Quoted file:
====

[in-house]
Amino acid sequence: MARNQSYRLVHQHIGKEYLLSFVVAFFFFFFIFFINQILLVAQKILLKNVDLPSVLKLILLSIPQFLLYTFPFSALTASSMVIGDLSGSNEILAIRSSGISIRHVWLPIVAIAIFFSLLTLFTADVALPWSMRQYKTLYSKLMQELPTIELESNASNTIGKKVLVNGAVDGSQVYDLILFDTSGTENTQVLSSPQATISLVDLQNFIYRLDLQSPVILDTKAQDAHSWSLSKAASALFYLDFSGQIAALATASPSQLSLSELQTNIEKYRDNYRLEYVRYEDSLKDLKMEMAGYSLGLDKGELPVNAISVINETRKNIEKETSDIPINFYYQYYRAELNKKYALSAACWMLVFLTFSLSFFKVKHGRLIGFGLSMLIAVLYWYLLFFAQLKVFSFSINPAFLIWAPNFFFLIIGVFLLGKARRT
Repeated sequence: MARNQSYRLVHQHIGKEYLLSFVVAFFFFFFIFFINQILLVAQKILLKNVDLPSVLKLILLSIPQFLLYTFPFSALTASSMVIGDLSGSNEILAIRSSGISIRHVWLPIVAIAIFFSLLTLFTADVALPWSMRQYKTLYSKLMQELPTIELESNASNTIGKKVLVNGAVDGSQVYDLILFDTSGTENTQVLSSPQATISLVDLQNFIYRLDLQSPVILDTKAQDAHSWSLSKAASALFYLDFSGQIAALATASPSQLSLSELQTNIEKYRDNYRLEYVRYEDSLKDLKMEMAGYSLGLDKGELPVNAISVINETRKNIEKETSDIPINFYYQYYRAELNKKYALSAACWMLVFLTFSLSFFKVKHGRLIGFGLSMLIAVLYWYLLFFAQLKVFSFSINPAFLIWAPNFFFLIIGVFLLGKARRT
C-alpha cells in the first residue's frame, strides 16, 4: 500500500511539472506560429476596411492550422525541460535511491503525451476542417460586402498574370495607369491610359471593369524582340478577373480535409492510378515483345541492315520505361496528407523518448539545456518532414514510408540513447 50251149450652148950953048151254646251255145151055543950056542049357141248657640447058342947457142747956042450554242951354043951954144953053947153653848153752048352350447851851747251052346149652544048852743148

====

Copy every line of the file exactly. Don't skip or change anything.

[in-house]
Amino acid sequence: MARNQSYRLVHQHIGKEYLLSFVVAFFFFFFIFFINQILLVAQKILLKNVDLPSVLKLILLSIPQFLLYTFPFSALTASSMVIGDLSGSNEILAIRSSGISIRHVWLPIVAIAIFFSLLTLFTADVALPWSMRQYKTLYSKLMQELPTIELESNASNTIGKKVLVNGAVDGSQVYDLILFDTSGTENTQVLSSPQATISLVDLQNFIYRLDLQSPVILDTKAQDAHSWSLSKAASALFYLDFSGQIAALATASPSQLSLSELQTNIEKYRDNYRLEYVRYEDSLKDLKMEMAGYSLGLDKGELPVNAISVINETRKNIEKETSDIPINFYYQYYRAELNKKYALSAACWMLVFLTFSLSFFKVKHGRLIGFGLSMLIAVLYWYLLFFAQLKVFSFSINPAFLIWAPNFFFLIIGVFLLGKARRT
Repeated sequence: MARNQSYRLVHQHIGKEYLLSFVVAFFFFFFIFFINQILLVAQKILLKNVDLPSVLKLILLSIPQFLLYTFPFSALTASSMVIGDLSGSNEILAIRSSGISIRHVWLPIVAIAIFFSLLTLFTADVALPWSMRQYKTLYSKLMQELPTIELESNASNTIGKKVLVNGAVDGSQVYDLILFDTSGTENTQVLSSPQATISLVDLQNFIYRLDLQSPVILDTKAQDAHSWSLSKAASALFYLDFSGQIAALATASPSQLSLSELQTNIEKYRDNYRLEYVRYEDSLKDLKMEMAGYSLGLDKGELPVNAISVINETRKNIEKETSDIPINFYYQYYRAELNKKYALSAACWMLVFLTFSLSFFKVKHGRLIGFGLSMLIAVLYWYLLFFAQLKVFSFSINPAFLIWAPNFFFLIIGVFLLGKARRT
C-alpha cells in the first residue's frame, strides 16, 4: 500500500511539472506560429476596411492550422525541460535511491503525451476542417460586402498574370495607369491610359471593369524582340478577373480535409492510378515483345541492315520505361496528407523518448539545456518532414514510408540513447 50251149450652148950953048151254646251255145151055543950056542049357141248657640447058342947457142747956042450554242951354043951954144953053947153653848153752048352350447851851747251052346149652544048852743148